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I'm trying to connect to a partner web service using GlassFish w/ Metro JAX-WS and I'm getting HTTP Error 403.7 - Forbidden: SSL client certificate is required.

I've imported the private key our partner provided into GlassFish's keystore:

$ keytool -importkeystore -srckeystore XXX.pfx -srcstoretype pkcs12 -destkeystore keystore.jks
$ keytool -changealias -alias "le-75e085d7-0ceb-4734-ac52-0e64646924c8" -destalias "XXX" -keystore keystore.jks
$ keytool -keypasswd -alias XXX -keystore keystore.jks

I then set the httpsOutboundKeyAlias property in GlassFish's domain.xml to this new key:

$ grep sas domains/dev/config/domain.xml

Then, when I make a WS call:

[#|2013-03-26T17:58:30.888-0700|INFO|glassfish3.1.2|javax.enterprise.system.std.com.sun.enterprise.server.logging|_ThreadID=137;_ThreadName=Thread-2;|#.: ---[HTTP request - https://XXX]---
Accept: text/xml, multipart/related
Content-Type: text/xml; charset=utf-8
SOAPAction: "http://XXX"
User-Agent: Metro/2.2.0-1 (tags/2.2.0u1-7139; 2012-06-02T10:55:19+0000) JAXWS-RI/2.2.6-2 JAXWS/2.2 svn-revision#unknown
<?xml version='1.0' encoding='UTF-8'?><S:Envelope xmlns:S="http://schemas.xmlsoap.org/soap/envelope/"><S:Body>[...]</S:Body></S:Envelope>--------------------

[#|2013-03-26T17:58:31.847-0700|INFO|glassfish3.1.2|javax.enterprise.system.std.com.sun.enterprise.server.logging|_ThreadID=137;_ThreadName=Thread-2;|#.: ---[HTTP response - https://XXX - 403]---
null: HTTP/1.1 403 Forbidden
Content-Length: 1913
Content-Type: text/html
Date: Wed, 27 Mar 2013 00:58:31 GMT
Server: Microsoft-IIS/6.0
X-Powered-By: ASP.NET
<h2>HTTP Error 403.7 - Forbidden: SSL client certificate is required.<br>Internet Information Services (IIS)</h2>

I have this configuration working for other webservices but not this one for some reason... not sure if IIS behaves differently?

I seem to be able to connect fine using curl presenting a pem client cert converted from the partner's pfx file using openssl:

$ openssl pkcs12 -in XXX.pfx -out XXX.pem -nodes
$ curl -vk -E XXX.pem -H "Accept: text/xml, multipart/related" -H "Content-Type: text/xml; charset=utf-8" -H "SOAPAction: \"http://XXX\"" -d @req.xml  https://XXX

so not sure why GlassFish/Metro is not presenting the client certificate in the expected fashion.

Any idea/suggestion on what I may be missing or how to troubleshoot?

I tried to set -Djavax.net.debug=ssl, but bytes are showing up as separate log entries in GlassFish logs so it's pretty unreadable. I also tried to run it from a standalone Java program outside of the container, but then I run into classpath issues.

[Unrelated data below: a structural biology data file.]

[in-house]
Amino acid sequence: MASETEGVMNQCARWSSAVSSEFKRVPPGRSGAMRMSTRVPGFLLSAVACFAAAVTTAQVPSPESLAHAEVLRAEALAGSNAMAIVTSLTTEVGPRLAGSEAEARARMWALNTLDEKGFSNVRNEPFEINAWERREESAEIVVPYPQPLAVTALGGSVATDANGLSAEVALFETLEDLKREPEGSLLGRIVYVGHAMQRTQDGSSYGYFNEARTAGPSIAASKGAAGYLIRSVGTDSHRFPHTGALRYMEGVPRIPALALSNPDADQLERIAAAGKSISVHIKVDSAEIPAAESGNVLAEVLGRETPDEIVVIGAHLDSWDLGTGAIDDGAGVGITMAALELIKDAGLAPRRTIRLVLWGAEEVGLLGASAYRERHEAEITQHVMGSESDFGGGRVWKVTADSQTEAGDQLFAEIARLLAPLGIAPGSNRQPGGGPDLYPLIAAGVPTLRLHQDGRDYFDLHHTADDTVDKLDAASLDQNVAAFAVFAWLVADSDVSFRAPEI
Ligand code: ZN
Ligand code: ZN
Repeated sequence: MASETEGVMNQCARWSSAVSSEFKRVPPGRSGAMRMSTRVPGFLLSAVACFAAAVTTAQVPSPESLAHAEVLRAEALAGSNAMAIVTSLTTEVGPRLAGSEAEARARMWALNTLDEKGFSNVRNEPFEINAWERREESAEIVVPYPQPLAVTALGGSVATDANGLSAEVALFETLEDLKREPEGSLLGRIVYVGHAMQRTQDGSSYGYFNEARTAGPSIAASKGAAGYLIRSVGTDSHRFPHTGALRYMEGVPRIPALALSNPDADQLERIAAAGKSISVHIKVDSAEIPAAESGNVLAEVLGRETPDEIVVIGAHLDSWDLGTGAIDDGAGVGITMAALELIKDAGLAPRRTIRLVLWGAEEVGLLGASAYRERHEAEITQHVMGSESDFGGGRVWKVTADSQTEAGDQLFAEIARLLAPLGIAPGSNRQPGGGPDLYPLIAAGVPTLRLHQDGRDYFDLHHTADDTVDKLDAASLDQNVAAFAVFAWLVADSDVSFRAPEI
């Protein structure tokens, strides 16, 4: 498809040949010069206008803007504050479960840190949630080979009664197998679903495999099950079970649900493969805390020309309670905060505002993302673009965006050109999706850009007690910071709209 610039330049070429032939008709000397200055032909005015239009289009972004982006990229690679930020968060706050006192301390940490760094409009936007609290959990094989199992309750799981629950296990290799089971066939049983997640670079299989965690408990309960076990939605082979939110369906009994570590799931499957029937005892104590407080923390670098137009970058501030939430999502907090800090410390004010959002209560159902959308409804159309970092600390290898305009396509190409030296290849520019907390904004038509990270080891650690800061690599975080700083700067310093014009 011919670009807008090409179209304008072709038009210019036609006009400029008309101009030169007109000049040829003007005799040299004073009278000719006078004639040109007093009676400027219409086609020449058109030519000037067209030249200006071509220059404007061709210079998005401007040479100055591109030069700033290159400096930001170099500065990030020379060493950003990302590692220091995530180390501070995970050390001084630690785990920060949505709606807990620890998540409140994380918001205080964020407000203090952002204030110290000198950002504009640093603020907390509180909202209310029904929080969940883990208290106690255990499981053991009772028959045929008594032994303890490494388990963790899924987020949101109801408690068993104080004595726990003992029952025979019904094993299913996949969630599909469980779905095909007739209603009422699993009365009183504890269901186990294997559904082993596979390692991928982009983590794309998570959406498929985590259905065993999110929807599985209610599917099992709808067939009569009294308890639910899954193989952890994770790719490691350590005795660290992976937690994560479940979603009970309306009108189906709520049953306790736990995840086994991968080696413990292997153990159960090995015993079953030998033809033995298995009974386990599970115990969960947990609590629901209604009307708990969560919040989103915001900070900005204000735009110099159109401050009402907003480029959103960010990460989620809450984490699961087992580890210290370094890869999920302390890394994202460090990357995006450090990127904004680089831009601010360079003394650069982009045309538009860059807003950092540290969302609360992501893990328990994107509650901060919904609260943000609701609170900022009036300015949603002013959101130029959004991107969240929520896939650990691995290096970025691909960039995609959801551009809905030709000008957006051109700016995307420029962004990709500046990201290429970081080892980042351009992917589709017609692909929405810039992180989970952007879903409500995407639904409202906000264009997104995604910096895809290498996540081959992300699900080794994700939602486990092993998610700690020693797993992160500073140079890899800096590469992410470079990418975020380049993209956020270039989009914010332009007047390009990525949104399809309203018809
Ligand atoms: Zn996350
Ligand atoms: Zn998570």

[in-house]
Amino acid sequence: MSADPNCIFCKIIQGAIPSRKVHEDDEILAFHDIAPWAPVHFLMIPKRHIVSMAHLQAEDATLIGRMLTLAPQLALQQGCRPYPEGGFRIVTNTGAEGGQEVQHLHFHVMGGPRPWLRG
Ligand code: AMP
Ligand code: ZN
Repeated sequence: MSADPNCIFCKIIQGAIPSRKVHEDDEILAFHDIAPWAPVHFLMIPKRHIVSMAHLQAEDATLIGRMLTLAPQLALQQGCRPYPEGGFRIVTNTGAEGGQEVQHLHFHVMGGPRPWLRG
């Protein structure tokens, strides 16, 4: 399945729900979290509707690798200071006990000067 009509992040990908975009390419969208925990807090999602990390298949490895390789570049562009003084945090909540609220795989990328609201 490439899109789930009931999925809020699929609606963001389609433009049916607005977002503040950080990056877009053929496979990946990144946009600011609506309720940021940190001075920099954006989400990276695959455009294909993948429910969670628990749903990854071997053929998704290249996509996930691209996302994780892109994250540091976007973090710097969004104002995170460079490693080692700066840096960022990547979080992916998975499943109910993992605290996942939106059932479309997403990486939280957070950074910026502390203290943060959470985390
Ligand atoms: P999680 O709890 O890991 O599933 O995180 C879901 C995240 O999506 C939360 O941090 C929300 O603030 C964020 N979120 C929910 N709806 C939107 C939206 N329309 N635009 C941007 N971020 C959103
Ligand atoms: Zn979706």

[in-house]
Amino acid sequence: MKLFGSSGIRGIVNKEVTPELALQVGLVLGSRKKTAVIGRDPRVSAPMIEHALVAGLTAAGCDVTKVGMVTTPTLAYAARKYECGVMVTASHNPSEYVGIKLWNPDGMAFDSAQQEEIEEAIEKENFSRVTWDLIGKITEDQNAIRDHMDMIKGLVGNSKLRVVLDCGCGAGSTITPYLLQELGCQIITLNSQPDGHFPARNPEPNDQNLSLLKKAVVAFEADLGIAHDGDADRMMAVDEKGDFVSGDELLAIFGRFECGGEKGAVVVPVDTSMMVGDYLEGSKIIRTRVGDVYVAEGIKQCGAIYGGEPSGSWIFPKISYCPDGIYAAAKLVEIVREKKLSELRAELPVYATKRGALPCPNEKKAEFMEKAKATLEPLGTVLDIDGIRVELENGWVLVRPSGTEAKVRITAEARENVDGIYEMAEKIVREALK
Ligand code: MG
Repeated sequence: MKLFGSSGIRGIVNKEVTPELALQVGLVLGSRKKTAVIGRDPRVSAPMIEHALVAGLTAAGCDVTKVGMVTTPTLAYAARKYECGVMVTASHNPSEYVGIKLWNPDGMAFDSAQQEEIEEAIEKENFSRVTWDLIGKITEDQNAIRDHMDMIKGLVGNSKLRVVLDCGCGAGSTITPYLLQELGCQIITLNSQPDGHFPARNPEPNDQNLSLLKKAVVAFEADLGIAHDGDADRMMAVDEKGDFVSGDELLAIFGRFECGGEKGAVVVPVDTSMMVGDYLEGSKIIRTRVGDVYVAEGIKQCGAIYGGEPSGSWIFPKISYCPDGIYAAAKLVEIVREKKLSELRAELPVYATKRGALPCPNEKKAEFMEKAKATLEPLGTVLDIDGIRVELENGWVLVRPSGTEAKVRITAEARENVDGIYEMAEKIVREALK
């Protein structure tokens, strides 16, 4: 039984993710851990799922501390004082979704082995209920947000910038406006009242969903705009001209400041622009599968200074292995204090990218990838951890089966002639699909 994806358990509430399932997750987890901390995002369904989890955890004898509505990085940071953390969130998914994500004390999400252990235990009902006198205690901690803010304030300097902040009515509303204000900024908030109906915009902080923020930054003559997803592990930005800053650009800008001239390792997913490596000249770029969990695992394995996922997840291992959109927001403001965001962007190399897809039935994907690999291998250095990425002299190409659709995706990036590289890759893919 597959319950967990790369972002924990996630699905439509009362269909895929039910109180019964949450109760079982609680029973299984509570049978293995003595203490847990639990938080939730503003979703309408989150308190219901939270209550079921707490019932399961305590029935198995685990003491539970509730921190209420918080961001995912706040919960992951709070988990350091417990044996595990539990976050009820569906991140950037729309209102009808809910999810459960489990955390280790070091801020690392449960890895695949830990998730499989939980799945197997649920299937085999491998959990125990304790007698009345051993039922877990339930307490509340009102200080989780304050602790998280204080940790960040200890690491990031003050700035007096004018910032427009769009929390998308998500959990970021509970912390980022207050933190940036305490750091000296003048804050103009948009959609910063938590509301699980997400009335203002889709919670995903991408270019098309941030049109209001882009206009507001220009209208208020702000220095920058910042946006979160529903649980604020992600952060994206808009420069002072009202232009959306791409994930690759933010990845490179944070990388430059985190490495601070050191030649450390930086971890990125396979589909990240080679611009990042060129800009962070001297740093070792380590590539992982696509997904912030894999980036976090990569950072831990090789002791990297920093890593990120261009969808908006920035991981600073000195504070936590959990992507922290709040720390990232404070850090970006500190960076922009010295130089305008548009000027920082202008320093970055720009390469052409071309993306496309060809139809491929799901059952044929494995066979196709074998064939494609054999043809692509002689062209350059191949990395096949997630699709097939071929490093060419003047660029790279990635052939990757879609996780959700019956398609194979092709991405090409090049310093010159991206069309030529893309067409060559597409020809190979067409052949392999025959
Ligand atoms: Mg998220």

Thank you

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When tracing javax.net.debug=ssl I can clearly see the *** CertificateRequest, but Glassfish is not providing any cert after *** Certificate chain, as it is with other instances connecting to other servers. –  TheArchitect Mar 28 '13 at 1:36
I also verified the top CA in the chain of the client cert matches one of the Cert Authorities (1) provided by the server during the handshake and (2) in GlassFish cacerts.jks truststore, so I've no idea why GlassFish is not presenting the client cert... –  TheArchitect Mar 28 '13 at 1:38

1 Answer 1

Ok, so for posterity in case it helps someone else in the future: we narrowed it down to a bug in GlassFish.

We got the connection working using javax.net.ssl libraries, so for whatever reason GlassFish refuses to provide the configured httpsOutboundKeyAlias to that particular server. Not clear of the specific reason as it works for others, but from the ssl logs, it looks like it may be because that IIS server provides a long list of Accepted CAs for the client cert? It's possible the list is longer than expected or GlassFish has problems matching the client cert CA to the list provided? GlassFish devs are welcome to follow up with me directly if they care to fix this bug.

Anyhow, in the meantime, here's the code to make it work:

First, create a custom SSL socket factory using the provided client cert key store:

  KeyStore ebKeyStore = KeyStore.getInstance("PKCS12");
  try (InputStream clientCertKeyInput = new FileInputStream(pfxFilePath)) {
      ebKeyStore.load(clientCertKeyInput, passwdChars);
  KeyManagerFactory keyManagerFactory = KeyManagerFactory.getInstance(KeyManagerFactory.getDefaultAlgorithm());
  keyManagerFactory.init(ebKeyStore, passwdChars);

  SSLContext sslCtx = SSLContext.getInstance("TLS");
              null, // default javax.net.ssl.trustStore
              new SecureRandom());

  sslSocketFactory = sslCtx.getSocketFactory();

Then make the SOAP stack use this sslSocketFactory through a property in the port's RequestContext:

    Map<String, Object> ctxt = ((BindingProvider) port).getRequestContext();
    ctxt.put(JAXWSProperties.SSL_SOCKET_FACTORY, sslSocketFactory);

The silver lining is that this method of GlassFish to provide client certificate doesn't scale if you need to connect to multiple outbound parties, so now at least this solution resolves this problem as well. :)

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